Colonialism Quotes in The River Between
The ridges were isolated. The people there led a life of their own, undisturbed by what happened outside or beyond. Men and women had nothing to fear. The [white people] would never come here. They would be lost in the hills and the ridges and the valleys.
The ridges slept on. Kameno and Makuyu were no longer antagonistic They had merged into one area of beautiful land, which is what, perhaps, they were meant to be.
“Arise. Heed the prophecy. Go to the Mission place. Learn all the wisdom and the secrets of the white man. But do not follow his vices. Be true to your people and the ancient rites.”
[Miriamu’s] faith and belief in God were coupled with her fear of Joshua. But that was religion and it was the way things were ordered. However, one could tell by her eyes that this was a religion learned and accepted; inside, the true Gikuyu woman was sleeping.
The knife produced a thin sharp pain as it cut through the flesh. The surgeon had done his work. Blood trickled freely on to the ground, sinking into the soil. Henceforth a religious bond linked Waiyaki to the earth, as if his blood was an offering.
“Take Siriana Mission for example, the men of God came peacefully. They were given a place. No see what has happened. They have invited their brothers to come and take all the land. Our country is invaded. This Government Post behind Makuyu is a plague in our midst.”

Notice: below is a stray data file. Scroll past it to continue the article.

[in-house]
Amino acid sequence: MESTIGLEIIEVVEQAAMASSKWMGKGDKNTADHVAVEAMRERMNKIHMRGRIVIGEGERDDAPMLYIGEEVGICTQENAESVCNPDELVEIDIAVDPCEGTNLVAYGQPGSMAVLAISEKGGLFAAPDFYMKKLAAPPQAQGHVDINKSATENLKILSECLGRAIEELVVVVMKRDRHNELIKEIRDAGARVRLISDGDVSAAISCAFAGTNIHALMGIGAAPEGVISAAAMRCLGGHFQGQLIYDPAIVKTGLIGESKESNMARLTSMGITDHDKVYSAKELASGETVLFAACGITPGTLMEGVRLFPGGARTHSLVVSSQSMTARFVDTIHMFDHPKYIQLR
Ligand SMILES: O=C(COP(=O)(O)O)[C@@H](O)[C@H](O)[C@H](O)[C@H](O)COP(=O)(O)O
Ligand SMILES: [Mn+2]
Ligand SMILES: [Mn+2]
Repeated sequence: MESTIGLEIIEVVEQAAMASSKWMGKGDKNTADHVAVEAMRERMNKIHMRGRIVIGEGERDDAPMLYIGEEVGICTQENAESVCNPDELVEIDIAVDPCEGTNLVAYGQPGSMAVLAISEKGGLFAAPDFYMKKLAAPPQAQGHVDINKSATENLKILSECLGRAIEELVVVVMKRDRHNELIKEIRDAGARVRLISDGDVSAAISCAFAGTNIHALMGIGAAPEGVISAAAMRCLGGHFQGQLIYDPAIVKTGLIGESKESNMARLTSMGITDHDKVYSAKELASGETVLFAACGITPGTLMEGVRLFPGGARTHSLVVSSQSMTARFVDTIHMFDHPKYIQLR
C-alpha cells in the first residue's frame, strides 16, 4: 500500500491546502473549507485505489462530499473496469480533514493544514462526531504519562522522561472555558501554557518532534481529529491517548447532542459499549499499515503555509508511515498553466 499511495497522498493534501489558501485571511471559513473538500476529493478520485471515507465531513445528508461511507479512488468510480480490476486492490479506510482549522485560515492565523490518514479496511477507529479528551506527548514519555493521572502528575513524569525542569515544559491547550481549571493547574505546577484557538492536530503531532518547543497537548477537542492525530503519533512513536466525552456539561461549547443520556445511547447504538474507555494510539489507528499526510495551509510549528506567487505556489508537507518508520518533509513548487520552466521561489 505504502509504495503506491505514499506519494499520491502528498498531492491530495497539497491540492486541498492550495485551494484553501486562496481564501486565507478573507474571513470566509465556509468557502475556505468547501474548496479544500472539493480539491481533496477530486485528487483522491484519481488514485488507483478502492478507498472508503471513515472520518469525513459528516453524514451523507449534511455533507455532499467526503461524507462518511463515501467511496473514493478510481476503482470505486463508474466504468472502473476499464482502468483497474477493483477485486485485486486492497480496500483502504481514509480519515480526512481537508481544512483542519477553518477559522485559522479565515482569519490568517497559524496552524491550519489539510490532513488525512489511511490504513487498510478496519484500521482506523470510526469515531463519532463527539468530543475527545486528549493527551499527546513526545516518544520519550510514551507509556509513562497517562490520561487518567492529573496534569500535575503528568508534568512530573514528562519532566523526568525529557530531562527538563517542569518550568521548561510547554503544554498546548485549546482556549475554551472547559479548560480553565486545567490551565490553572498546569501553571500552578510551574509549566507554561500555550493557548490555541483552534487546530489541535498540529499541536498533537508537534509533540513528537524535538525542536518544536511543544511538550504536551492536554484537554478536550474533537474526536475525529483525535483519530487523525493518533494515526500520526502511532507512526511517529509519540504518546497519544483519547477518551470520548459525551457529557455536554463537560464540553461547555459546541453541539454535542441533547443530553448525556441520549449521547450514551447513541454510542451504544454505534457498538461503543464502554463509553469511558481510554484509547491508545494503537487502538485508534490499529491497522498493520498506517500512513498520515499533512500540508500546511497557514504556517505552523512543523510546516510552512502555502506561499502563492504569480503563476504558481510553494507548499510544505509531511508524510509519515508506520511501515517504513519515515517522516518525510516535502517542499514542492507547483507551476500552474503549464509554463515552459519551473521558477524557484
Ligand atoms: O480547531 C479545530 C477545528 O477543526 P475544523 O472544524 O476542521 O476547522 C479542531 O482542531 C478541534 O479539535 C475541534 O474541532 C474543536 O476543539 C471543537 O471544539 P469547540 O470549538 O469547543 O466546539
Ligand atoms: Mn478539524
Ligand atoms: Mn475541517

Schools grew up like mushrooms. Often a school was nothing more than a shed hurriedly thatched with grass. And there they stood, symbols of people’s thirst for the white man’s secret magic and power. Few wanted to live the white man’s way, but all wanted this thing, this magic.
Circumcision was an important ritual to the tribe. It kept people together, bound the tribe. It was at the core of the social structure, and a something that gave meaning to a man’s life. End the custom and the spiritual basis of the tribe’s cohesion and integration would be no more.
As the spiritual head of the hills, [Joshua] enforced the Church’s morality with new energy. All the tribe’s customs were bad. That was final. There could never be a compromise.
Father, if you had many cattle and sheep
I would ask for a spear and a shield,
I do not want a spear
I do not want a shield
I want the spear and shield of learning.
“You must not [marry Nyambura]. Fear the voice of the Kiama. It is the voice of the people. When the breath of that people turns against you, it is the greatest curse you can ever get.”
The land was now silent. The two ridges lay side by side, hidden in the darkness. And Honia river went on flowing between them, down through the valley of life, its beat rising above the sark stillness, reaching into the heart of the people of Makuyu and Kameno.